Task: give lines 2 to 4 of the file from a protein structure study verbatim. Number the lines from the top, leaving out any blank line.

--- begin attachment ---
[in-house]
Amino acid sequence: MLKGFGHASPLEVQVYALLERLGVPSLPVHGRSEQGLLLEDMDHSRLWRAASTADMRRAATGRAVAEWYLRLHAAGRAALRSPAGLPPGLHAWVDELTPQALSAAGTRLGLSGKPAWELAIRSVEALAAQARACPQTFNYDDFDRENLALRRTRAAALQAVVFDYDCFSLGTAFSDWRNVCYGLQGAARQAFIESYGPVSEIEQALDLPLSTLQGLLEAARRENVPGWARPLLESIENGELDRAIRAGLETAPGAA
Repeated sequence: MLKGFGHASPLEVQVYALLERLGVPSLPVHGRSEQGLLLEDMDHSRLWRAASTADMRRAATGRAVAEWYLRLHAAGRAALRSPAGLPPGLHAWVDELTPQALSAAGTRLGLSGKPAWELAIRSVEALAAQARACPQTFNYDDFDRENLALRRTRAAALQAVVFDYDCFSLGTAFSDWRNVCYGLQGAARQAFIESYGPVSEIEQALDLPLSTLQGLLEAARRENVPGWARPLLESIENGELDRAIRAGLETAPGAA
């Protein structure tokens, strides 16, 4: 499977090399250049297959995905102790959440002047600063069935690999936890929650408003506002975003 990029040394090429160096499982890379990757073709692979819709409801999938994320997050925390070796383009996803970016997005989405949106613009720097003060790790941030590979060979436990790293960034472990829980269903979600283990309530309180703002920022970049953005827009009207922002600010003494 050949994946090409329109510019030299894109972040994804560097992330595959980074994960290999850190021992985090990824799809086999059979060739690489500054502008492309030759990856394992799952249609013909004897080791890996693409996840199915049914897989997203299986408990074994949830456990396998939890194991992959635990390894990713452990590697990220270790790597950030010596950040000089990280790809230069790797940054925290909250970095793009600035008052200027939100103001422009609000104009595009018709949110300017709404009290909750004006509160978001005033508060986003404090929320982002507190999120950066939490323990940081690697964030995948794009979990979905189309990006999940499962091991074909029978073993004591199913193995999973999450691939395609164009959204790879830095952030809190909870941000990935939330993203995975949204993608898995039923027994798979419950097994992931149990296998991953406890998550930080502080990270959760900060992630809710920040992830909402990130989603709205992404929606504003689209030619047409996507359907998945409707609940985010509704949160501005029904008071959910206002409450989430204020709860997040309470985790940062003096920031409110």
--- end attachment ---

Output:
Amino acid sequence: MLKGFGHASPLEVQVYALLERLGVPSLPVHGRSEQGLLLEDMDHSRLWRAASTADMRRAATGRAVAEWYLRLHAAGRAALRSPAGLPPGLHAWVDELTPQALSAAGTRLGLSGKPAWELAIRSVEALAAQARACPQTFNYDDFDRENLALRRTRAAALQAVVFDYDCFSLGTAFSDWRNVCYGLQGAARQAFIESYGPVSEIEQALDLPLSTLQGLLEAARRENVPGWARPLLESIENGELDRAIRAGLETAPGAA
Repeated sequence: MLKGFGHASPLEVQVYALLERLGVPSLPVHGRSEQGLLLEDMDHSRLWRAASTADMRRAATGRAVAEWYLRLHAAGRAALRSPAGLPPGLHAWVDELTPQALSAAGTRLGLSGKPAWELAIRSVEALAAQARACPQTFNYDDFDRENLALRRTRAAALQAVVFDYDCFSLGTAFSDWRNVCYGLQGAARQAFIESYGPVSEIEQALDLPLSTLQGLLEAARRENVPGWARPLLESIENGELDRAIRAGLETAPGAA
């Protein structure tokens, strides 16, 4: 499977090399250049297959995905102790959440002047600063069935690999936890929650408003506002975003 990029040394090429160096499982890379990757073709692979819709409801999938994320997050925390070796383009996803970016997005989405949106613009720097003060790790941030590979060979436990790293960034472990829980269903979600283990309530309180703002920022970049953005827009009207922002600010003494 050949994946090409329109510019030299894109972040994804560097992330595959980074994960290999850190021992985090990824799809086999059979060739690489500054502008492309030759990856394992799952249609013909004897080791890996693409996840199915049914897989997203299986408990074994949830456990396998939890194991992959635990390894990713452990590697990220270790790597950030010596950040000089990280790809230069790797940054925290909250970095793009600035008052200027939100103001422009609000104009595009018709949110300017709404009290909750004006509160978001005033508060986003404090929320982002507190999120950066939490323990940081690697964030995948794009979990979905189309990006999940499962091991074909029978073993004591199913193995999973999450691939395609164009959204790879830095952030809190909870941000990935939330993203995975949204993608898995039923027994798979419950097994992931149990296998991953406890998550930080502080990270959760900060992630809710920040992830909402990130989603709205992404929606504003689209030619047409996507359907998945409707609940985010509704949160501005029904008071959910206002409450989430204020709860997040309470985790940062003096920031409110």